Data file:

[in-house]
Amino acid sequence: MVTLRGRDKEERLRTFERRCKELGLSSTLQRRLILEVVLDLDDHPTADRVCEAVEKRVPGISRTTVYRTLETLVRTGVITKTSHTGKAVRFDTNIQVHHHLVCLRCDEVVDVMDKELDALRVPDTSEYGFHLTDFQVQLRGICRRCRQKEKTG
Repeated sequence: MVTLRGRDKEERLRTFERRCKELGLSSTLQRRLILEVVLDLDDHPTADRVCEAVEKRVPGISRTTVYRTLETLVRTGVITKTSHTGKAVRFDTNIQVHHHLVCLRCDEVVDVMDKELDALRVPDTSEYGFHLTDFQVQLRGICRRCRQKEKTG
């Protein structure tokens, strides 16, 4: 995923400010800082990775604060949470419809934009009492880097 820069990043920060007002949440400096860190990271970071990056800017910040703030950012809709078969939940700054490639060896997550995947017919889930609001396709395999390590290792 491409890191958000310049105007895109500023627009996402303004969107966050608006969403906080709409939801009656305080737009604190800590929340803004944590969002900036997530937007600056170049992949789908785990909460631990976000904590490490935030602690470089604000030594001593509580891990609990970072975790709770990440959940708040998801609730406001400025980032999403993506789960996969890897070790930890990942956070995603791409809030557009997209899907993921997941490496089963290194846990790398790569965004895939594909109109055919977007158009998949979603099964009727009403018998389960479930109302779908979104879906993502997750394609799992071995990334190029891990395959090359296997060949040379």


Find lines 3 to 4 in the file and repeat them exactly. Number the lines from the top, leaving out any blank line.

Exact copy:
Repeated sequence: MVTLRGRDKEERLRTFERRCKELGLSSTLQRRLILEVVLDLDDHPTADRVCEAVEKRVPGISRTTVYRTLETLVRTGVITKTSHTGKAVRFDTNIQVHHHLVCLRCDEVVDVMDKELDALRVPDTSEYGFHLTDFQVQLRGICRRCRQKEKTG
């Protein structure tokens, strides 16, 4: 995923400010800082990775604060949470419809934009009492880097 820069990043920060007002949440400096860190990271970071990056800017910040703030950012809709078969939940700054490639060896997550995947017919889930609001396709395999390590290792 491409890191958000310049105007895109500023627009996402303004969107966050608006969403906080709409939801009656305080737009604190800590929340803004944590969002900036997530937007600056170049992949789908785990909460631990976000904590490490935030602690470089604000030594001593509580891990609990970072975790709770990440959940708040998801609730406001400025980032999403993506789960996969890897070790930890990942956070995603791409809030557009997209899907993921997941490496089963290194846990790398790569965004895939594909109109055919977007158009998949979603099964009727009403018998389960479930109302779908979104879906993502997750394609799992071995990334190029891990395959090359296997060949040379």